... Mindfulness in Nature


This BBC video demonstrates what Forest Bathing is.


Evidence shows this practice can help de-stress, improve mood & feelings, decrease anxiety, boost the immune system and lower blood pressure, among many other benefits


Here, another BBC video expands further on the evidence:



“I enjoyed increased resilience during the weeks after the walks,   a sense of belonging to the forest and the forest belonging to me. I felt more grounded and at home on the earth in Devon.    An increased sense of community too, with other participants and the forest"Henry

“I felt nourished, connected, more alive and awake ... It was lovely to be in a supported, led, group and a group field where I could just let go into an experience which I felt has left an imprint and opened an invitation” ~ David

“I have never experienced being guided by a facilitator who was aware of how I might be experiencing the forest or that I may have different needs, as a sensitive person. I felt there was a balance of being left to explore and invitations being offered. It all felt very safe and comfortable with Daniela and the group” ~ Nicky

"I seem to be carrying the sense of forest when I am not physically there. The sense of peace that being in the forest brings and the attunement to the sounds of the natural world, seem to have been awoken even more than they were before" ~ Roly



27th NOVEMBER 2022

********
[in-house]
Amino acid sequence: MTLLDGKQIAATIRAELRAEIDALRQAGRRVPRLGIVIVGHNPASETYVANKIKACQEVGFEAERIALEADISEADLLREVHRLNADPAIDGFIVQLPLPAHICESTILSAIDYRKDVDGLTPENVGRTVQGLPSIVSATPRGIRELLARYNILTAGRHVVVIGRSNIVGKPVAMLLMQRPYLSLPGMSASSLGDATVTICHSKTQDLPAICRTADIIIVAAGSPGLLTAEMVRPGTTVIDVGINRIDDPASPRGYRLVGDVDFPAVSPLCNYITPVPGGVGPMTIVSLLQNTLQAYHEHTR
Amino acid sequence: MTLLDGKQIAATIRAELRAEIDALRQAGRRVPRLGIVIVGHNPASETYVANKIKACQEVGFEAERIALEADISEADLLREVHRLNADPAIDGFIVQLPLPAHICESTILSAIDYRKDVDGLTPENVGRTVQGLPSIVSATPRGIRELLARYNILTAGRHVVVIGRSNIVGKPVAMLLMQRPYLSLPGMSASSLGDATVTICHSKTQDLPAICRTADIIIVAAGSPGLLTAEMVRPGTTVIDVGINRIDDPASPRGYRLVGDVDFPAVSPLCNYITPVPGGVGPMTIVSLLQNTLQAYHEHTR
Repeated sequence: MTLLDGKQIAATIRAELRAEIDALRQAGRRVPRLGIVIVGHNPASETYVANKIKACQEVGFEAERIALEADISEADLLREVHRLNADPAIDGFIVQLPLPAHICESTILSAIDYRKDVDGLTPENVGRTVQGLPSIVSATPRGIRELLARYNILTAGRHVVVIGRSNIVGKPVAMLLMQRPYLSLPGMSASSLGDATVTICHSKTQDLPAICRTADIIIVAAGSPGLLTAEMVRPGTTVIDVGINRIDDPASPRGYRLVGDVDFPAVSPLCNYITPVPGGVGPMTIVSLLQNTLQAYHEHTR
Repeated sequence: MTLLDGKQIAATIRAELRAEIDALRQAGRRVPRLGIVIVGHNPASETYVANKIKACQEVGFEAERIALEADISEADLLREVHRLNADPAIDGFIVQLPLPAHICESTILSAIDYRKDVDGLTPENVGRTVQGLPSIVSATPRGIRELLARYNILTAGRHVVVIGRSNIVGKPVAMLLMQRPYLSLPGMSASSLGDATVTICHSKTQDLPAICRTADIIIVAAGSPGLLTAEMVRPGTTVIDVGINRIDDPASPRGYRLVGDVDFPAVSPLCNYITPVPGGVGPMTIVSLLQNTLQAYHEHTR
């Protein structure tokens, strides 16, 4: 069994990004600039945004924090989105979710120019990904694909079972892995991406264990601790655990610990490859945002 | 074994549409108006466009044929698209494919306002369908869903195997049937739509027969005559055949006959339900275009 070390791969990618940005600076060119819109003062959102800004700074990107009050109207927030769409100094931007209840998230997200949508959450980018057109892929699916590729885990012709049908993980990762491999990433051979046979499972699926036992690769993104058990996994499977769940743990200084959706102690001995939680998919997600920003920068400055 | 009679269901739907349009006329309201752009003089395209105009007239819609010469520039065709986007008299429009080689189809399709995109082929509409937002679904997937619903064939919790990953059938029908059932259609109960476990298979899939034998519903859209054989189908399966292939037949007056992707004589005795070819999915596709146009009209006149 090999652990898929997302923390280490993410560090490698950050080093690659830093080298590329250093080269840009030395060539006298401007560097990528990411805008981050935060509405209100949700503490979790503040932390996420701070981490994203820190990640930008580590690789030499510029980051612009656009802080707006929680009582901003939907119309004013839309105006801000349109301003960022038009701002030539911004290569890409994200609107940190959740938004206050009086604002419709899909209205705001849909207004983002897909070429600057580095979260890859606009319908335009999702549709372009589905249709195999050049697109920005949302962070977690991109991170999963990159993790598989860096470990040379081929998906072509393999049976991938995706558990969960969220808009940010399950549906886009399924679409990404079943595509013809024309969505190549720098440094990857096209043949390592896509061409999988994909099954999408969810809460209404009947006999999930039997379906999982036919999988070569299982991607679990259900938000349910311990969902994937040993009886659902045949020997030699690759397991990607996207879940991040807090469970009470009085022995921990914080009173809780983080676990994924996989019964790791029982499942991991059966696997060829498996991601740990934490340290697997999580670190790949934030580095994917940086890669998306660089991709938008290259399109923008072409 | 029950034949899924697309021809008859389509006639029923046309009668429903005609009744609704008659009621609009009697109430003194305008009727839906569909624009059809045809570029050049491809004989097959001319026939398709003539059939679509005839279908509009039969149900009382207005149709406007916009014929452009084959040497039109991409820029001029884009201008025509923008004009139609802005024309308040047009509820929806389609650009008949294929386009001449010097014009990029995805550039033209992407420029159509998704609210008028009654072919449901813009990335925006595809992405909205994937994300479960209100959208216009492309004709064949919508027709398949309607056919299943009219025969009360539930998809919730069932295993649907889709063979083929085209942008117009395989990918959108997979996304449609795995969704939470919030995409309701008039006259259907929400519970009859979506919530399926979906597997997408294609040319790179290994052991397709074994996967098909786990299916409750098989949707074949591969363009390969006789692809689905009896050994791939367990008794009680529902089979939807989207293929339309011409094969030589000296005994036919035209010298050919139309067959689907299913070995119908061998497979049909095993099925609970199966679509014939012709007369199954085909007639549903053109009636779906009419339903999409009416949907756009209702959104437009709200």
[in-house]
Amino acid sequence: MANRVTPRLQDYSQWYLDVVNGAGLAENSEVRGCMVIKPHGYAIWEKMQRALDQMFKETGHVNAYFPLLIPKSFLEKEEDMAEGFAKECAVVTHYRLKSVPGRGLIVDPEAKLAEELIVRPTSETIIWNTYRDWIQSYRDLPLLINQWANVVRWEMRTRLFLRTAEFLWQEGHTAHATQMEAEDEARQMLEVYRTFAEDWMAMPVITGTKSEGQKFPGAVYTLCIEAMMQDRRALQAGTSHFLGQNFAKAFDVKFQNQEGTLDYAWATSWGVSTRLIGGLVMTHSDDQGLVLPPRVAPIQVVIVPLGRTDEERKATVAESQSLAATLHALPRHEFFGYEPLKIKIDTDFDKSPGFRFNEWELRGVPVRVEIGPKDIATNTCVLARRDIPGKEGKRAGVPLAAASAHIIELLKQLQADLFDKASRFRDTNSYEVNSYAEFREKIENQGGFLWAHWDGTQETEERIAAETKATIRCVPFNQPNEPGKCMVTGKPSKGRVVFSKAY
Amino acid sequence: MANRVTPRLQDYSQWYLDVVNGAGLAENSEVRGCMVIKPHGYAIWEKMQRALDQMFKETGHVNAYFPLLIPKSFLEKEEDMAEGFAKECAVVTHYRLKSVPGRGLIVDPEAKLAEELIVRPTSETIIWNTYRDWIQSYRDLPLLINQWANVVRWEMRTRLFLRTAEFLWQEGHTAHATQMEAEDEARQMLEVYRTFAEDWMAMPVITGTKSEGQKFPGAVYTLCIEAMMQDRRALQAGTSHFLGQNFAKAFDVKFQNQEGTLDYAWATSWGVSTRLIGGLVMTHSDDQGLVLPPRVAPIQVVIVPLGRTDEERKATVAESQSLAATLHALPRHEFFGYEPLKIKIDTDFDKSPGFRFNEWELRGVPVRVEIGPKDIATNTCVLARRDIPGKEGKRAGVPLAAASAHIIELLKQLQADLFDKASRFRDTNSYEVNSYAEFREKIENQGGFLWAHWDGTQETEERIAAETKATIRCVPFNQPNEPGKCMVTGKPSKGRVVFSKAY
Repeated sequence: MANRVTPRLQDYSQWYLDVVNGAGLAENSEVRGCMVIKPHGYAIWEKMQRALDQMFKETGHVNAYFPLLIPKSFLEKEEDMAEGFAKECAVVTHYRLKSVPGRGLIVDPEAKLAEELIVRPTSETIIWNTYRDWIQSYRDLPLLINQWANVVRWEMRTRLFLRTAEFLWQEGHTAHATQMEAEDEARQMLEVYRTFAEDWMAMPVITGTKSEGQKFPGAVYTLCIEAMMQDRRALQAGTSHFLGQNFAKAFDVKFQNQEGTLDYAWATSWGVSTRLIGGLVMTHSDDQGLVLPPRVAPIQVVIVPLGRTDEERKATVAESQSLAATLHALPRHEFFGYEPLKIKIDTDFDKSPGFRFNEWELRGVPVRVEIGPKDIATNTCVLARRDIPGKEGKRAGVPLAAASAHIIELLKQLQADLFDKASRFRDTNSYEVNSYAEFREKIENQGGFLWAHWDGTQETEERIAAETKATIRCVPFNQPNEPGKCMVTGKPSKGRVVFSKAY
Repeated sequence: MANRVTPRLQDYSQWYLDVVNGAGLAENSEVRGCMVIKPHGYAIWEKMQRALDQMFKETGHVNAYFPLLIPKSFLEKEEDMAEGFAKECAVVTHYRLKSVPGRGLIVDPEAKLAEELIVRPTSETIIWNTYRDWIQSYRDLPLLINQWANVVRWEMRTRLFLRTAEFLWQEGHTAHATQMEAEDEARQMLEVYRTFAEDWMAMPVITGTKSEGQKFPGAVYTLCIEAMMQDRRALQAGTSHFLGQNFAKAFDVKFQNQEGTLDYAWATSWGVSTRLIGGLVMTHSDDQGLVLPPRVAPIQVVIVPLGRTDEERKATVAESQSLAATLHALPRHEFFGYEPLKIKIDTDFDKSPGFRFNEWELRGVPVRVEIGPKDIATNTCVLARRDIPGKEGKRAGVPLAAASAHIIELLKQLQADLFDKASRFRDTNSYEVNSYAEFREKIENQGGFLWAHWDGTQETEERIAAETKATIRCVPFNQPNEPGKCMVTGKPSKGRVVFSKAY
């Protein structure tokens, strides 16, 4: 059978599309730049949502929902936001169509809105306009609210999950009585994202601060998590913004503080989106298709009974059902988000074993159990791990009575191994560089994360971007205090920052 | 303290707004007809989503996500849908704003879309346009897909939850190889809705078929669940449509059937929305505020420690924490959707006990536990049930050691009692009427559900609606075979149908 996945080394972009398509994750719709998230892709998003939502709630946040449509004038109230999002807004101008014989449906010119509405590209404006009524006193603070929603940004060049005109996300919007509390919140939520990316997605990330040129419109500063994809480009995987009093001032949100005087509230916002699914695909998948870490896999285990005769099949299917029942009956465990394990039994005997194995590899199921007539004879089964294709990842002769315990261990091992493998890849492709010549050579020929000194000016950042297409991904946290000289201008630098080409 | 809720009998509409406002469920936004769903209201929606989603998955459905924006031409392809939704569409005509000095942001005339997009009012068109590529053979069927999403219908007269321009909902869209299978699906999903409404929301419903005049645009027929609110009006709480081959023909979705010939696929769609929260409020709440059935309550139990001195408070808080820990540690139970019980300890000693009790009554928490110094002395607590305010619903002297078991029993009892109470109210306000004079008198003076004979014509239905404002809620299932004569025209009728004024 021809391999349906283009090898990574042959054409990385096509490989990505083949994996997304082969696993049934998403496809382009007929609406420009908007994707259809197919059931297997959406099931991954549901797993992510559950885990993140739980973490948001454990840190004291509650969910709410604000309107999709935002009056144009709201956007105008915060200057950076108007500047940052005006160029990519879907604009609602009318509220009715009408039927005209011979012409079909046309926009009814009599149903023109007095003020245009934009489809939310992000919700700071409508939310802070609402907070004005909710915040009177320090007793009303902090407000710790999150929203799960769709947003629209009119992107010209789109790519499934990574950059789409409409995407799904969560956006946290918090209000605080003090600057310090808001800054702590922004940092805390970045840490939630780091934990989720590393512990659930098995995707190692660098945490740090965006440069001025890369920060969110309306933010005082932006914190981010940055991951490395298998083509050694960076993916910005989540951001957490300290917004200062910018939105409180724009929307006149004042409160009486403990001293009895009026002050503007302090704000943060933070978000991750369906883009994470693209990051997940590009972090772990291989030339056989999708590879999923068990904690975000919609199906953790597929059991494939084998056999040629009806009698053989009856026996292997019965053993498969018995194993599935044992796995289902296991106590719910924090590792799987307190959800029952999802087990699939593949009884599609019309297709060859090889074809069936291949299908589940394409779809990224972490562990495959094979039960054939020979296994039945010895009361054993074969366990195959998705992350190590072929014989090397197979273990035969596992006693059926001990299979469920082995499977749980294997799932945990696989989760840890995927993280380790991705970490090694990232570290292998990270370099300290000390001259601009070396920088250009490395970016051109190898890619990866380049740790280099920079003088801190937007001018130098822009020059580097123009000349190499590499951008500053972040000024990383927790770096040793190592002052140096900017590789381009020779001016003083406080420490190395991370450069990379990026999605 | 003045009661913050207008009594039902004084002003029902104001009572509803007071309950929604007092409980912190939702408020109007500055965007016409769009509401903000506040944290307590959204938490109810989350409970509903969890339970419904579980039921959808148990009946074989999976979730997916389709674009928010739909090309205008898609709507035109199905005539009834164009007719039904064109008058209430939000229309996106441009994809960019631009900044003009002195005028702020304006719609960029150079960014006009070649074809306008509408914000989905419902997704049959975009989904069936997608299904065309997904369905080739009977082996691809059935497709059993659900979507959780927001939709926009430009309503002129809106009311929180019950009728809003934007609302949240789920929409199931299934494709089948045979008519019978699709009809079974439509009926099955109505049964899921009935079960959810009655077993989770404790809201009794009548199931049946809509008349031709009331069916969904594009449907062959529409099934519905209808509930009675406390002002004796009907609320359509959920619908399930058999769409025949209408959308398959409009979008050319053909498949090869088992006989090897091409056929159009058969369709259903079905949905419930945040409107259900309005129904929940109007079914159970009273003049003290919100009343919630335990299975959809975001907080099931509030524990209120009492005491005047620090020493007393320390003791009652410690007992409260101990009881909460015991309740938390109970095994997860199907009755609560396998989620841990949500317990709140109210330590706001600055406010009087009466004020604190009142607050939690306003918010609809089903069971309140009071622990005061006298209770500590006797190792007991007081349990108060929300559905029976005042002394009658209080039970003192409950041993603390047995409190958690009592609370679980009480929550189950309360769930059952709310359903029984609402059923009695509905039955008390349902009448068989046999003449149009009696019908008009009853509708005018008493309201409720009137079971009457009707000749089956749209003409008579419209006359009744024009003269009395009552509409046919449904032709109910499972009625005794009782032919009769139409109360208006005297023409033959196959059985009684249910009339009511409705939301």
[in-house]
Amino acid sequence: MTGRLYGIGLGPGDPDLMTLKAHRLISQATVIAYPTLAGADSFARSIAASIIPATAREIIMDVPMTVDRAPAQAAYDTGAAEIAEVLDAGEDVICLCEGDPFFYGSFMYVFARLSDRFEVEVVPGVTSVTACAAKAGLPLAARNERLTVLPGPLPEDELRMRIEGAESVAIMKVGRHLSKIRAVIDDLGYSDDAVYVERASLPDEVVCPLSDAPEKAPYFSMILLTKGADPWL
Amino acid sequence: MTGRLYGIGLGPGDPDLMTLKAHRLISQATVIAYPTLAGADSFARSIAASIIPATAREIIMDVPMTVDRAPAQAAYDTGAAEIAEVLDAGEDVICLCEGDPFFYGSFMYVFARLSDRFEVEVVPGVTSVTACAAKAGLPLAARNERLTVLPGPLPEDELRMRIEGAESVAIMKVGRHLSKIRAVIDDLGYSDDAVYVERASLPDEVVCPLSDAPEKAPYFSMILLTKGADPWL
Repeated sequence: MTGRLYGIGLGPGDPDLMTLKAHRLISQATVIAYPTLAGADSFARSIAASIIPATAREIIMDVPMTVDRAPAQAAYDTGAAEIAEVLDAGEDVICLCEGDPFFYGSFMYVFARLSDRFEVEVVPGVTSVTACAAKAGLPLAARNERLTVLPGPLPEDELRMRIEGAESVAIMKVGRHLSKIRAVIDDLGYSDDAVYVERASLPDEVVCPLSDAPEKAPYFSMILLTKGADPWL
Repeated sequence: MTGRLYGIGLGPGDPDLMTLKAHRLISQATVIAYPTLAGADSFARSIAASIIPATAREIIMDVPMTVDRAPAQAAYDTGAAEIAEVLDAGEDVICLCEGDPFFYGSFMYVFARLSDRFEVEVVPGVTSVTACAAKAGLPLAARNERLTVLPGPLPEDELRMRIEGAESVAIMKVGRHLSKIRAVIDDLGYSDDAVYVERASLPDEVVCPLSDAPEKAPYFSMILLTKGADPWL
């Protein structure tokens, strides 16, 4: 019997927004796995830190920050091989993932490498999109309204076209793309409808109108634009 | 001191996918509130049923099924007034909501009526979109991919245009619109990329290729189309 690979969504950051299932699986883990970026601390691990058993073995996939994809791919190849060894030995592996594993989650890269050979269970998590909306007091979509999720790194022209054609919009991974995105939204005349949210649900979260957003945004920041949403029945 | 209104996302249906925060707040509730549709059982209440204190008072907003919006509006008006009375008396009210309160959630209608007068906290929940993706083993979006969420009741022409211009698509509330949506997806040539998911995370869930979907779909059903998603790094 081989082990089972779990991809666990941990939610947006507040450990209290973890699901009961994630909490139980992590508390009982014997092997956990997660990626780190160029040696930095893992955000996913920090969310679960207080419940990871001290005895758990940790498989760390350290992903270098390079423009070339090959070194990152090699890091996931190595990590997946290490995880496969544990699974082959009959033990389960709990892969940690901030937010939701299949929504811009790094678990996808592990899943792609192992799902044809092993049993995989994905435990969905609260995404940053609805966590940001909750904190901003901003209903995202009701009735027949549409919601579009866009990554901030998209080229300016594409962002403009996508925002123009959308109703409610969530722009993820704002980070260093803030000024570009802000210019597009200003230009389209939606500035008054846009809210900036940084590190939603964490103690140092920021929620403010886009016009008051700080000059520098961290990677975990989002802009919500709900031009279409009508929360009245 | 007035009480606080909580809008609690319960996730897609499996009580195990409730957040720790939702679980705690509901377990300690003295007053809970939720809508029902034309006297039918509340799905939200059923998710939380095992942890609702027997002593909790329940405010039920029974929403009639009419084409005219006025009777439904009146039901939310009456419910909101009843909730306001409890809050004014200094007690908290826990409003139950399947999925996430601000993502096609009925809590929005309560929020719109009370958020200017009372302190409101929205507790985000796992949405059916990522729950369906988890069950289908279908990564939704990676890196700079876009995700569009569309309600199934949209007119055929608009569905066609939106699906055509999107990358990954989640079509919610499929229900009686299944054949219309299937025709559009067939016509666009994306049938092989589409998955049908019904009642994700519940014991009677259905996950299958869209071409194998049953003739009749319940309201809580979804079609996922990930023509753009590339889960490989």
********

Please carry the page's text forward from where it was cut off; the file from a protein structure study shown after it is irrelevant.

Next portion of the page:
Location: Hembury Woods, Nr Buckfastleigh, Devon

Suggested Donation: £17-£20

It is also possible to book this event via 
 EVENTBRITE (to post soon) 

“Shinrin Yoku” or Forest Bathing is the art of taking short, slow, walks to mindfully tune our senses and our being into the forest habitat and atmosphere. It invites us to leave behind the discursive mind and enter an embodied presence from where to sense and appreciate the beauty, the wonder and the insight that nature provides.

When embraced consistently, there are numerous evidence-based therapeutic benefits to this practice. To mention a few here, it helps to reduce cortisol level (the stress hormone) in a short time, to release fatigue, to alleviate anxiety and depression while helping to improve mood and level of happiness.

For people whom identify themselves as sensitive, it offers an optimal soothing and grounding form of self-care.

Moreover, it has been shown that sensitive people, because of the way their brain processes information, find it considerably easy and restorative to connect with nature and appreciate its patterns, cycles and rhythms.

My own interest in working and supporting Sensitive People's well-being, through Nature and Forest Bathing, is due to the fact that I am also a sensitive person. Since being a child, growing up in Italy, I have often taken refuge in woodlands and other natural habitats, to sooth my delicate nervous system. I have, over the years, learned to deeply appreciate the sanctuary, the wonder and creativity that the natural habitat offers to people like us.

Recently, in partnership with 'Nature & Therapy UK', and 'Woodland Presence', I carried out short-term research, locally, on Forest Bathing and Sensitivity, with a group of 6 people who viewed themselves as sensitives. I guided the group through 4 weekly walks, and offered them a variety of invitations to mindfully tune their senses in the woodland. Before and after each walk, I asked them to fill an anonymous questionnaire, created to highlight possible changes in sensitivity following the walks. At present, I am still studying the data from the research, which I will soon report on this webpage. But, adjacent is some of the feedback people in the group gave after the four walks: